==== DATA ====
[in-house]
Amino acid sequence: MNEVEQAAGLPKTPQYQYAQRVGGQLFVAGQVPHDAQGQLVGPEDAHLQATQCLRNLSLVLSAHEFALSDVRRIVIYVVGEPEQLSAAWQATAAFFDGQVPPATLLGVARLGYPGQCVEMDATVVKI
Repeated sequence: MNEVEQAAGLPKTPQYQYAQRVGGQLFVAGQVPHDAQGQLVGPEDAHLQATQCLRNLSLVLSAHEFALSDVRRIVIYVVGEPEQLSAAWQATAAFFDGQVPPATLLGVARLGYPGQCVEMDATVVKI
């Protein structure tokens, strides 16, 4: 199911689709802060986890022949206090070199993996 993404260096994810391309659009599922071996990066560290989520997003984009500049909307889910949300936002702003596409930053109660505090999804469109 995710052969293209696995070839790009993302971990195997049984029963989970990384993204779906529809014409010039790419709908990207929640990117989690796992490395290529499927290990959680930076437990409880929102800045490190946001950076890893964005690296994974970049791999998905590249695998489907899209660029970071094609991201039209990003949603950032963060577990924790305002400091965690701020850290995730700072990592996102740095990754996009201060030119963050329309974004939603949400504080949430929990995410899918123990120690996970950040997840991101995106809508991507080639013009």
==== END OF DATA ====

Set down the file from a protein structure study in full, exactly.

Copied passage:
[in-house]
Amino acid sequence: MNEVEQAAGLPKTPQYQYAQRVGGQLFVAGQVPHDAQGQLVGPEDAHLQATQCLRNLSLVLSAHEFALSDVRRIVIYVVGEPEQLSAAWQATAAFFDGQVPPATLLGVARLGYPGQCVEMDATVVKI
Repeated sequence: MNEVEQAAGLPKTPQYQYAQRVGGQLFVAGQVPHDAQGQLVGPEDAHLQATQCLRNLSLVLSAHEFALSDVRRIVIYVVGEPEQLSAAWQATAAFFDGQVPPATLLGVARLGYPGQCVEMDATVVKI
């Protein structure tokens, strides 16, 4: 199911689709802060986890022949206090070199993996 993404260096994810391309659009599922071996990066560290989520997003984009500049909307889910949300936002702003596409930053109660505090999804469109 995710052969293209696995070839790009993302971990195997049984029963989970990384993204779906529809014409010039790419709908990207929640990117989690796992490395290529499927290990959680930076437990409880929102800045490190946001950076890893964005690296994974970049791999998905590249695998489907899209660029970071094609991201039209990003949603950032963060577990924790305002400091965690701020850290995730700072990592996102740095990754996009201060030119963050329309974004939603949400504080949430929990995410899918123990120690996970950040997840991101995106809508991507080639013009």